Archdeacon: Flyers’ Jayla Scaife wears family tradition with pride

Dayton’s Jayla Scaife during a game vs. George Washington earlier this season at UD Arena. Erik Schelkun/Dayton Athletics
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Dayton’s Jayla Scaife during a game vs. George Washington earlier this season at UD Arena. Erik Schelkun/Dayton Athletics

What began by chance has now become, as Jayla Scaife put it: “cherished.”

Back in the late 1980s, Rob Scaife was a freshman who made the varsity basketball team at Muncie Central High School in Indiana. As the young kid, he took whatever jersey he could get.

“I switched numbers around,” he said. “I was No. 40, then 54 and 52. Another player ended up quitting, so they gave me his jersey – No. 42 – and I wore it all four years of high school.”

He had a standout career at Muncie Central and then played at Florida College, a Christian junior college in Temple Terrace, Fla.

His nephew, who was a few years younger, looked up to him because Rob would allow him to join his team when they played pickup games at the local community center. When that kid got to Muncie Central, he decided to wear his uncle’s number as a way of honoring him.

That’s how Bonzi Wells began wearing No. 42.

He became a star at Muncie Central and then a legend a nearby Ball State, where he was a two-time Mid-American Conference Player of the Year and set the MAC all-time career records for points scored and steals.

Wells was a first-round draft pick of the Detroit Pistons in 1998 and over the next decade played for five NBA teams before finishing his career in China and Puerto Rico.

That Muncie community center, by the way, now has named its basketball facility The Bonzi Wells Gymnasium.

And his No. 42 has been retired at Ball State.

The next family member in the basketball spotlight was Rob and wife Wilisha’s son, Jauwan. Wearing No. 42, he starred at Muncie Central and then went to Ball State, as well.

“He couldn’t wear 42 there because it was hanging from the rafters,” Wilisha said. “So he became No. 4.”

He finished as the 14th all-time scorer at Ball State with 1,326 points and now is an assistant women’s basketball coach at Murray State.

Eventually a few other relatives began to wear the family number and that’s when Rob – who was a longtime detective with the Muncie Police Department and led the gang task force before becoming the pastor of the United Missionary Baptist Church in Muncie – offered a directive.

“I talked to family members about wearing No. 42,” he said with a bit of a laugh. “I told them, ‘If you’re going to put that 42 jersey on, you’ve at least got to do something when you’re wearing it. Don’t just put it on to put it on. We wear it with pride.’”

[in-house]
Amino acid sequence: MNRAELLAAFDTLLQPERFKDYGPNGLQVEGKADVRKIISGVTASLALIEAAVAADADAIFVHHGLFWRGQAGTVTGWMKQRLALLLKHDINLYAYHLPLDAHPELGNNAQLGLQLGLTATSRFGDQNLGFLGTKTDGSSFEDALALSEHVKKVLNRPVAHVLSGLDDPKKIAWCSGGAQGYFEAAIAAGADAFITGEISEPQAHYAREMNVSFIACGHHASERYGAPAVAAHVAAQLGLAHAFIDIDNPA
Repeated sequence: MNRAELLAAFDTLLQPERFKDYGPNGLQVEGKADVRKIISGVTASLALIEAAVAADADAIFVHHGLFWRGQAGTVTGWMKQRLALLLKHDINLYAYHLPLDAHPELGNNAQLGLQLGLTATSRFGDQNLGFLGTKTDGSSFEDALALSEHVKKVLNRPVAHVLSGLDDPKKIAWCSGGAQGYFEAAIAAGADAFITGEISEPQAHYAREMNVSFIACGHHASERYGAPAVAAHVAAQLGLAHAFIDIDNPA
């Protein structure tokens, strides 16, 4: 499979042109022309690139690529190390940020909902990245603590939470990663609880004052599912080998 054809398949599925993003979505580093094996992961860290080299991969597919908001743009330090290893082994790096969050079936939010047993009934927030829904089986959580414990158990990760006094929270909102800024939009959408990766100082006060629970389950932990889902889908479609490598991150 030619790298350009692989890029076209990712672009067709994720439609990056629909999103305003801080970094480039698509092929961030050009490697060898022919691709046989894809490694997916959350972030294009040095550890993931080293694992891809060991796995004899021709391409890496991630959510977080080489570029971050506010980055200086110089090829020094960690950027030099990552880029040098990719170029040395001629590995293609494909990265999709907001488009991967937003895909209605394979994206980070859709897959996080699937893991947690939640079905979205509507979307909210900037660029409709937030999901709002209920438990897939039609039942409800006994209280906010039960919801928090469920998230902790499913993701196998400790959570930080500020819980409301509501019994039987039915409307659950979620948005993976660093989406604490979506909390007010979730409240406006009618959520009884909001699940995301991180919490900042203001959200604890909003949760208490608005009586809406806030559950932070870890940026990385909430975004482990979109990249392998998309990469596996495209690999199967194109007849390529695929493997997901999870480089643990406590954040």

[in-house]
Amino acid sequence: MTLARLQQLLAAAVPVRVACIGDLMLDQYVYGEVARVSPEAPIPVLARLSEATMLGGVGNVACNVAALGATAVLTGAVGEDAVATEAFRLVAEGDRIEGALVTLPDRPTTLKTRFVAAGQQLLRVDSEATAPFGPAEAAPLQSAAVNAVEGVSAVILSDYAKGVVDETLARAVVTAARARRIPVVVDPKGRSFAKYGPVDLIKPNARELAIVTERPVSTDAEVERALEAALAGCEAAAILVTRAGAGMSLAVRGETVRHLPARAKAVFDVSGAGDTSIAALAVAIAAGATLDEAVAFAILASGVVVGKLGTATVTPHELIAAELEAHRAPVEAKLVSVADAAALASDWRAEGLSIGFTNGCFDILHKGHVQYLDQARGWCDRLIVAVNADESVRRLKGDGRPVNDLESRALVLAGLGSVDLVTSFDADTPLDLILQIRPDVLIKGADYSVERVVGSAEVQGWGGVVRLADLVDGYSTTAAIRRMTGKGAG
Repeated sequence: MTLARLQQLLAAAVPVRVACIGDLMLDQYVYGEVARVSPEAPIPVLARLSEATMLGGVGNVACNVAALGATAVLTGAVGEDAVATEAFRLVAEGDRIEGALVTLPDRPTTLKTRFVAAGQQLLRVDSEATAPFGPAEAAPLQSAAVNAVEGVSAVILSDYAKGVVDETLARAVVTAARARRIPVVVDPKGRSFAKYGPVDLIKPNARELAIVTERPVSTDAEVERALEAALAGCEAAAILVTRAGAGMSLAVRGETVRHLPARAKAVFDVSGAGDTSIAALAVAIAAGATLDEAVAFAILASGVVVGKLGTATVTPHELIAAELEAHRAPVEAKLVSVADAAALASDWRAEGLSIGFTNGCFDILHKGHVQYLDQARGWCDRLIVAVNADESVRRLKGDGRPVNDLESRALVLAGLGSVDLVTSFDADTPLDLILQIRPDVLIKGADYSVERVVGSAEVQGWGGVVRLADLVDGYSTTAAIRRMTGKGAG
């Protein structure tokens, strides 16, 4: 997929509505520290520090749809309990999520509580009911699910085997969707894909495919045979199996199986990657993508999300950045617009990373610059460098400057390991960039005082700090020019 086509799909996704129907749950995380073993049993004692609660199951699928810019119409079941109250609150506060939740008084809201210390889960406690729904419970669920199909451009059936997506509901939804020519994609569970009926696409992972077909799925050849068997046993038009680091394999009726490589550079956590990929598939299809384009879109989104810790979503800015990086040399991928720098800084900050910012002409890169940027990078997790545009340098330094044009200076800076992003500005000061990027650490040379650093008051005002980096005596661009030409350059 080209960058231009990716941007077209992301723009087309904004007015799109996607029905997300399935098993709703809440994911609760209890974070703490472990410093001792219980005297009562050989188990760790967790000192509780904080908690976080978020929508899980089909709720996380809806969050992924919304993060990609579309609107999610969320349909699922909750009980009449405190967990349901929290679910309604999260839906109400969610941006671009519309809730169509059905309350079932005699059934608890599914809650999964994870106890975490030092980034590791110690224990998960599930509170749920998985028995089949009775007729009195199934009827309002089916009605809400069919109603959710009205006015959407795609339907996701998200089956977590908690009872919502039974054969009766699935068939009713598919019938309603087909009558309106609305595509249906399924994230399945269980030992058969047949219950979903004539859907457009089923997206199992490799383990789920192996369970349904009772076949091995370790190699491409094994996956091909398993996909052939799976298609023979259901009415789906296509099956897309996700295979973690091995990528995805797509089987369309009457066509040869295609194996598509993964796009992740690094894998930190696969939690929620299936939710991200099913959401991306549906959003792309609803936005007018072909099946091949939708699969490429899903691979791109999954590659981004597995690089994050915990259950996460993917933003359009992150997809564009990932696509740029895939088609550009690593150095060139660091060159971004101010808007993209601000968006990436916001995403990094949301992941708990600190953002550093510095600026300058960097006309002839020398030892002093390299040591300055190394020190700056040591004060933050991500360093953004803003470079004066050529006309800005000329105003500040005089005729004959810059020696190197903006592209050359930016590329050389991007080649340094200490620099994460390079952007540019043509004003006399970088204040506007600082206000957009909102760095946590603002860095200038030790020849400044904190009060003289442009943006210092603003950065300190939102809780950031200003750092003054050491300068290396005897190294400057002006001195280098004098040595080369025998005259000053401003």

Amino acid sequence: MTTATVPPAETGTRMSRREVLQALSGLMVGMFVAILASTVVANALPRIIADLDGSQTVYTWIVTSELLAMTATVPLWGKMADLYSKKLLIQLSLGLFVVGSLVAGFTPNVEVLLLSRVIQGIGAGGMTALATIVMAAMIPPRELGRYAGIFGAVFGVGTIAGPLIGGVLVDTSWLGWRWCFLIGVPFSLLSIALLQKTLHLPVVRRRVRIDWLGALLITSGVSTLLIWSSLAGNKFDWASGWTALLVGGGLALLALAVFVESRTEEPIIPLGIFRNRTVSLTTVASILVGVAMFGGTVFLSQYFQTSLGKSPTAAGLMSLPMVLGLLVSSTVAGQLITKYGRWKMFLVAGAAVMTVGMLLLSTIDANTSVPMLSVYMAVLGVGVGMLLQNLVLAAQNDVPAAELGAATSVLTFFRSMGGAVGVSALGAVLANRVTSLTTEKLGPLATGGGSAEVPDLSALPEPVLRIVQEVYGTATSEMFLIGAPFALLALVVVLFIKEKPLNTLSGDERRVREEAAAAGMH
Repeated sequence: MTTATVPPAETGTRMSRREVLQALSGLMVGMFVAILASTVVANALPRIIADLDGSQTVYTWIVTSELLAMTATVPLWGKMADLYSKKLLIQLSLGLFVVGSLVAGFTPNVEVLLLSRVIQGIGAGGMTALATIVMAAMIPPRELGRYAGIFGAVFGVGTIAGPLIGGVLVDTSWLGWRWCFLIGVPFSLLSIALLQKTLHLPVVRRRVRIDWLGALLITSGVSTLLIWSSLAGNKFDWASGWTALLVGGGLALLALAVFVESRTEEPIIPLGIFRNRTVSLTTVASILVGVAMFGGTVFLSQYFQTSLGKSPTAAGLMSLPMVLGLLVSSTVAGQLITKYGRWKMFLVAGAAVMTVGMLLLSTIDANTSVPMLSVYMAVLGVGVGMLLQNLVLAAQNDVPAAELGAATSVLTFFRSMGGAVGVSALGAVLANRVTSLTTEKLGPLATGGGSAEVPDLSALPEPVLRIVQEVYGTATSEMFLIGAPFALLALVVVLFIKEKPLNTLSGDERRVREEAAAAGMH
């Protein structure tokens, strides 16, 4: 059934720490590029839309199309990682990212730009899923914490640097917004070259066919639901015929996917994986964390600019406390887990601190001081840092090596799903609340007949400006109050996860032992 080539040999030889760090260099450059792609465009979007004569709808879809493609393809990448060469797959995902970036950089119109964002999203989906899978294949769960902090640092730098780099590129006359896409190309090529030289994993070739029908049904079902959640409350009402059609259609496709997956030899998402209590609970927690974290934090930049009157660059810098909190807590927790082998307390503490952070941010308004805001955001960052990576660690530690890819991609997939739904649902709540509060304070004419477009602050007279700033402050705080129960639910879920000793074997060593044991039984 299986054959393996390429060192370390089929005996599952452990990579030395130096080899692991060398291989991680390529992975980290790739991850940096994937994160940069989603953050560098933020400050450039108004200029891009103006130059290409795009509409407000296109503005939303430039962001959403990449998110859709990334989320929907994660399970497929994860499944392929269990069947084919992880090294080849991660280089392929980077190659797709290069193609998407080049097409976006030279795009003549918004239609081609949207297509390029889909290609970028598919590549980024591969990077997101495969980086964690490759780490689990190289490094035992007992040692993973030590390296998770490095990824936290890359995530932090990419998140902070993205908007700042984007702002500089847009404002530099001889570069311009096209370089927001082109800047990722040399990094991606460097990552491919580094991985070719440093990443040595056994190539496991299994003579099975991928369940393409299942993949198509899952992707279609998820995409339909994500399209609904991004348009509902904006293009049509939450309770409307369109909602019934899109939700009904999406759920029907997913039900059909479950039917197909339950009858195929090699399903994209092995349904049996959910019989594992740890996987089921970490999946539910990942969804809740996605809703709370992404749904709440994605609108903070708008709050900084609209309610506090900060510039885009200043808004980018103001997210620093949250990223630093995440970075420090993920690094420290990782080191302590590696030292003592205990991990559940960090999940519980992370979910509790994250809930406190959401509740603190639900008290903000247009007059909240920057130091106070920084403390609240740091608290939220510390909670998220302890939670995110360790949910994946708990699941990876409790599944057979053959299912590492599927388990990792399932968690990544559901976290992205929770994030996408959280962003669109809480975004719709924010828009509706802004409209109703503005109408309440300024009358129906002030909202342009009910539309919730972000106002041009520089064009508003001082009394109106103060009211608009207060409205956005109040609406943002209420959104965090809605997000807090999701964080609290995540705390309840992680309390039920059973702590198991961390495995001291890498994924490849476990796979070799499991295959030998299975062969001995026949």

And no one took that message to heart more than daughter, Jayla.

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Dayton’s Jayla Scaife puts up a shot vs. Rhode Island earlier this season at UD Arena. Erik Schelkun/Dayton Athletics

Dayton’s Jayla Scaife puts up a shot vs. Rhode Island earlier this season at UD Arena. Erik Schelkun/Dayton Athletics
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Dayton’s Jayla Scaife puts up a shot vs. Rhode Island earlier this season at UD Arena. Erik Schelkun/Dayton Athletics

Wearing the familiar No. 42, she became the all-time leading scorer and rebounder at Muncie Central.

Now a 5-foot-10 senior guard at the University of Dayton — where she again wears No. 42 — she had a game-high 16 points and 12 rebounds Wednesday night to lead the Flyers to a 78-51 victory over St. Bonaventure at UD Arena, a win that gave Dayton, with its 14-1 conference mark, the outright A-10 title.

Her totals Wednesday give her 1,400 points and 602 rebounds in her Dayton career, a mark only eight other Flyers women have reached.

While she’s in select company at UD, Scaife admitted she’s had to live up to just as high of a standard on the hoops home front:

“That jersey is cherished in our family.”

Hoops inspiration

As she’s blossomed in her basketball career, Scaife said she’s drawn inspiration from a couple of other accomplished players.

“Tamika Catchings is one player I’ve looked up to,” she said of the former Tennessee All American who was a 10-time WNBA All Star in her 15-year career with the Indiana Fever.

“I was able to have a relationship with her through somebody in my church who had had season tickets at Tennessee when Tamika played and would stay after and (talk to her.)

“She talks to me every now and then and I text A’ja Wilson (the Las Vegas Aces star out of South Carolina) too.”